In May and June 2006, Russian media cited discrimination against Russian companies as one possible reason why the contemplated merger between the Luxembourg-based steelmaker Arcelor and Russia's Severstal did not finalize. According to the Russian daily Izvestiya, those opposing the merger "exploited the 'Russian threat' myth during negotiations with shareholders and, apparently, found common ground with the Europeans",[340] while Boris Gryzlov, speaker of the State Duma observed that "recent events show that someone does not want to allow us to enter their markets."[341] On 27 July 2006, The New York Times quoted the analysts as saying that many Western investors still think that anything to do with Russia is "a little bit doubtful and dubious" while others look at Russia in "comic book terms, as mysterious and mafia-run."[342]

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Further reading

18th and 19th centuries

  • Adamovsky, Ezequiel (2006). Euro-orientalism: Liberal Ideology and the Image of Russia in France (c. 1740–1880). Peter Lang. ISBN 978-3-03910-516-8.
  • Ardeleanu, Constantin (2020). "Russophobia, Free Trade and Maritime Insecurity". The European Commission of the Danube, 1856–1948. Brill: 29–49. ISBN 9789004412538. JSTOR 10.1163/j.ctv2gjwwx1.6.
  • Cybowski, Milosz (2017). "Growling the very purest Russian: Punch and Tsar Nicholas I's visit to London in 1844". The Victorianist: British Association of Victorian Studies Postgraduate Pages.
  • Kutolowski, John F (May 1969). "Mid-Victorian Public Opinion, Polish Propaganda, and the Uprising of 1863". Journal of British Studies. 8 (2): 86–110. doi:10.1086/385572. ISSN 0021-9371. JSTOR 175218. S2CID 146409495.
  • McNally, Raymond T. (1958). "The Origins of Russophobia in France: 1812–1830". American Slavic and East European Review. 17 (2): 173–189. doi:10.2307/3004165. JSTOR 3004165.
  • Peaker, Carol (2006). "We are not Barbarians: Literature and the Russian Émigré Press in England, 1890–1905". 19: Interdisciplinary Studies in the Long Nineteenth Century (3). doi:10.16995/ntn.451.
  • Resis, Albert (1985). "Russophobia and the 'Testament' of Peter the Great, 1812–1980". Slavic Review. 44 (4): 681–693. doi:10.2307/2498541. JSTOR 2498541. S2CID 159838885. A forgery—fake plan for Russia to win world domination through conquest of the Near and Middle East; designed to cause Russophobia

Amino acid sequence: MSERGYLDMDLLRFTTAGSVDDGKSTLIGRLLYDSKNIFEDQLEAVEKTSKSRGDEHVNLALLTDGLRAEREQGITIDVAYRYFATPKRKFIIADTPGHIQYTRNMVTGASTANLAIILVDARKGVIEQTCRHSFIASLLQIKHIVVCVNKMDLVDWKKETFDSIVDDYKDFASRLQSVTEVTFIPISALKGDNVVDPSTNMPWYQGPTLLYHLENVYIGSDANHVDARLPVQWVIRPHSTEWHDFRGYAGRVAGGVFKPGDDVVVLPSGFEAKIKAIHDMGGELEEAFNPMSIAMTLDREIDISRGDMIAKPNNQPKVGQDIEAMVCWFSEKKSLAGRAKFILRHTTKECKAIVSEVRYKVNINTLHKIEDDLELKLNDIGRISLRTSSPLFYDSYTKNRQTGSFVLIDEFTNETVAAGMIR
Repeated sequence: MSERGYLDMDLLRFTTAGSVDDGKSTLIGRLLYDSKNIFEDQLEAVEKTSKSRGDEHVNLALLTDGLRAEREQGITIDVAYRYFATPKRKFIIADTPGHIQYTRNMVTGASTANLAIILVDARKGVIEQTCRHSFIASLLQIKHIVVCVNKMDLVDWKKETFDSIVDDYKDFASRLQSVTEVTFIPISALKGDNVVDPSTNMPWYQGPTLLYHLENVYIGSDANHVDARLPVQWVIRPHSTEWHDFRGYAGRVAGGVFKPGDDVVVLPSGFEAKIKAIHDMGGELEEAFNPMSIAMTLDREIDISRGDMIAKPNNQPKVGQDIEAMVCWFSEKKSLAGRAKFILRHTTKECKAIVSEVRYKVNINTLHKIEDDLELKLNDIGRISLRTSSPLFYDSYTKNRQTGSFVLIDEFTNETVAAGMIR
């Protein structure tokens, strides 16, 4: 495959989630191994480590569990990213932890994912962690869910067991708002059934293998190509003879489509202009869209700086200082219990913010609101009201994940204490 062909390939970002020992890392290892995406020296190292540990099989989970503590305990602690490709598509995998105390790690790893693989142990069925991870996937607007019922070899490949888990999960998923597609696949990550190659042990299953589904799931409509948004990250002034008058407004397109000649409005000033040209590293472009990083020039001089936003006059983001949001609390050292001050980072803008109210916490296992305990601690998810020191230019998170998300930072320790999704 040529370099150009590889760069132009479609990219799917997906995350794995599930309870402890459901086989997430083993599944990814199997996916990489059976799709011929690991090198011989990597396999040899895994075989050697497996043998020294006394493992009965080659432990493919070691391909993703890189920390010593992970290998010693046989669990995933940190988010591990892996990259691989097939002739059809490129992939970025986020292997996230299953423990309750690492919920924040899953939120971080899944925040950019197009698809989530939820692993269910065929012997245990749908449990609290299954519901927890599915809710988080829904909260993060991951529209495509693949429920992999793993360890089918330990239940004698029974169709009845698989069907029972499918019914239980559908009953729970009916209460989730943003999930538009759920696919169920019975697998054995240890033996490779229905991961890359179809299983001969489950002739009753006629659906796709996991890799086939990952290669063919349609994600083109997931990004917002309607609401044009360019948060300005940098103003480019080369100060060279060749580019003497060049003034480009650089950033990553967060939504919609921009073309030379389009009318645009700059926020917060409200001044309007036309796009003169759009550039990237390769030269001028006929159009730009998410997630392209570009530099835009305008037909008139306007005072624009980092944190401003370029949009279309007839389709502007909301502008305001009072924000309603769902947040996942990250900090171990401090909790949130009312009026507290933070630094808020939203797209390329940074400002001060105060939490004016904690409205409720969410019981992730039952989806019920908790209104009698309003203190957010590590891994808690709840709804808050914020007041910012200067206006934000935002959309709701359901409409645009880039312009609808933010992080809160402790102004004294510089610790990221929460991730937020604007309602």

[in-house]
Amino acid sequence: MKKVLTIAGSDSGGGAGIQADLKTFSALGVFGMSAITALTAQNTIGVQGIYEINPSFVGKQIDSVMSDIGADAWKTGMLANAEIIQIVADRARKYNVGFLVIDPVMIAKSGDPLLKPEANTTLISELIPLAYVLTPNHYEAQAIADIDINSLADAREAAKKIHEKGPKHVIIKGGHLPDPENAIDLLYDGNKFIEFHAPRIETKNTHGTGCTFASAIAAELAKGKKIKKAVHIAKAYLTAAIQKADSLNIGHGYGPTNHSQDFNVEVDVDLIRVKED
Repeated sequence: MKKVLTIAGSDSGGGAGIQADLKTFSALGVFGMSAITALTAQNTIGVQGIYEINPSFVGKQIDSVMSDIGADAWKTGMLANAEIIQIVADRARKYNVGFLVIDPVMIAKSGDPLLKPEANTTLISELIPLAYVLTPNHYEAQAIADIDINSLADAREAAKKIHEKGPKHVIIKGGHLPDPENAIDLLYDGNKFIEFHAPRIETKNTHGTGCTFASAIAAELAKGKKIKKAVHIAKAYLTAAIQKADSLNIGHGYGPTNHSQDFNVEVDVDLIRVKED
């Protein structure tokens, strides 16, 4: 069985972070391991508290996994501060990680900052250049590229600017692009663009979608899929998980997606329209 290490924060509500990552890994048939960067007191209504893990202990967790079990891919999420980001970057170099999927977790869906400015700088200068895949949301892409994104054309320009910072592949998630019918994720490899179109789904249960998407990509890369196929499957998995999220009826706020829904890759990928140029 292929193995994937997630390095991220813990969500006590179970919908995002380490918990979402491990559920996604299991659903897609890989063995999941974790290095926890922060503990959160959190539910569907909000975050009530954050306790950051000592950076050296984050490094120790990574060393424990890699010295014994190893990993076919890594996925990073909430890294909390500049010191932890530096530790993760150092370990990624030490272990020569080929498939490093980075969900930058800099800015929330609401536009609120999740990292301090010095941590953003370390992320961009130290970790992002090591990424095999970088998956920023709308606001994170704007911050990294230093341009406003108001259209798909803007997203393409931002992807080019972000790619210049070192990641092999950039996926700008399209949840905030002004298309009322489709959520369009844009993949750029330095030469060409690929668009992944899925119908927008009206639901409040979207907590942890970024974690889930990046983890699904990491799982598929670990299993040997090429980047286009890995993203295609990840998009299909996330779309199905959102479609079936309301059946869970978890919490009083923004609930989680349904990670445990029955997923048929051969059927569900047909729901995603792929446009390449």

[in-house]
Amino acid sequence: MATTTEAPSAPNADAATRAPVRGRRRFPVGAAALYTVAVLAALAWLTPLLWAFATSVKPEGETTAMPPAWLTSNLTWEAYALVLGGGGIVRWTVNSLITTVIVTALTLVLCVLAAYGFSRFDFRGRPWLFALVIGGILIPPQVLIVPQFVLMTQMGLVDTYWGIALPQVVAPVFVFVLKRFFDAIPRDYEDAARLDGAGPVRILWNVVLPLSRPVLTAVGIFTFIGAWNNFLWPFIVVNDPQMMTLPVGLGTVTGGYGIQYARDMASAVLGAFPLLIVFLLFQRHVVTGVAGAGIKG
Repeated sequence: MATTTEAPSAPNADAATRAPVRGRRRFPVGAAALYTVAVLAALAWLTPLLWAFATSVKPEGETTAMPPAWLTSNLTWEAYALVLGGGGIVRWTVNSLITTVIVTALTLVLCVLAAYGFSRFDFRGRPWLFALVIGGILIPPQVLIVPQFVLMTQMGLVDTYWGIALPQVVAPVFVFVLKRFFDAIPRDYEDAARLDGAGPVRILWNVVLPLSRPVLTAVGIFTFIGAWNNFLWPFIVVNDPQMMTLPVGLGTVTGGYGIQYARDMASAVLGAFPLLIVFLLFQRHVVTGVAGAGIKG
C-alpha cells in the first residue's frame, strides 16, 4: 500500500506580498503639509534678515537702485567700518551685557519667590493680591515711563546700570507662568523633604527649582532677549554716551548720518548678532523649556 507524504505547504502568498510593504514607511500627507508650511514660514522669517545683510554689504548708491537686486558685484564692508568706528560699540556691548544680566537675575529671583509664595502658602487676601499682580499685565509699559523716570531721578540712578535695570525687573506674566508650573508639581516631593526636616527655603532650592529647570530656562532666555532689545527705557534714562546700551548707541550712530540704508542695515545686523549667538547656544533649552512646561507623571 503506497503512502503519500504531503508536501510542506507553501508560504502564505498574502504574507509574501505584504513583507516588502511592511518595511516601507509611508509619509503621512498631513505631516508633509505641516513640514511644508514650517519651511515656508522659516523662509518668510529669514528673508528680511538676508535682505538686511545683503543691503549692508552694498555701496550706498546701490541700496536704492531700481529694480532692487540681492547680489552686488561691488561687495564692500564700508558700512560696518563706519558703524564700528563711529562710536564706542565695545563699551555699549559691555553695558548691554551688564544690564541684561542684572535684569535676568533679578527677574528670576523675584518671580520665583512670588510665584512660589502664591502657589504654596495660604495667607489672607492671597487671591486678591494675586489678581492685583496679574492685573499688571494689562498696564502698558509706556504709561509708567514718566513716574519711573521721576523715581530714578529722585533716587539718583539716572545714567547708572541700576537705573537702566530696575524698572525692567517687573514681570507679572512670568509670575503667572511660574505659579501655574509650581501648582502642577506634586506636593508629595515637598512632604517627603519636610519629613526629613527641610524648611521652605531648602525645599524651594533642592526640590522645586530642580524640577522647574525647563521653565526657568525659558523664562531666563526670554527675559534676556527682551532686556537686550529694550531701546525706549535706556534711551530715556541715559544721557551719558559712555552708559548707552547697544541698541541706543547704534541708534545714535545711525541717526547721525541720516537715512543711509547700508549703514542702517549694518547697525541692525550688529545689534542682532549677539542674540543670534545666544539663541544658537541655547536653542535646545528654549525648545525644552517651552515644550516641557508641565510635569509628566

• Wolff, Larry (1994). Inventing Eastern Europe. Stanford University Press. ISBN 0-8047-2702-3. Views in Enlightenment-era Europe

20th century, Soviet period

  • Doerr, Paul W. (2001). "'Frigid but Unprovocative': British Policy towards the USSR from the Nazi-Soviet Pact to the Winter War, 1939". Journal of Contemporary History. 36 (3): 423–439. doi:10.1177/002200940103600302.
  • Gamache, Ray (2020). "Contextualizing FDR's Campaign to Recognize the Soviet Union, 1932–1933". Harvard Ukrainian Studies. 37 (3/4): 287–322. JSTOR 48626497.
  • Glantz, Mary E. (2005). FDR and the Soviet Union: The President's Battles over Foreign Policy. ISBN 978-0-7006-1365-6.
  • Grybkauskas, Saulius (2018). "Anti-Soviet protests and the localism of the Baltic republics' nomenklatura: Explaining the interaction". Journal of Baltic Studies. 49 (4): 447–462. doi:10.1080/01629778.2018.1492944.
  • Hassner, Pierre (1979). "Western European perceptions of the USSR". Daedalus: 113–150. JSTOR 20024599.
  • Richman, Alvin (Spring 1991). "Poll Trends: Changing American Attitudes Toward the Soviet Union". The Public Opinion Quarterly. 55 (1): 135–148.
  • Sontag, John P. (1975). "The Soviet war scare of 1926–27". Russian Review. 34 (1): 66–77. JSTOR 127760.
  • Stern, Ludmila (2006). Western Intellectuals and the Soviet Union, 1920–40: From Red Square to the Left Bank. Routledge. ISBN 9780415545853.
  • Suny, Ronald (2006). Reading Russia and the Soviet Union in the twentieth century: how the ‘West’ wrote its history of the USSR. Cambridge University Press.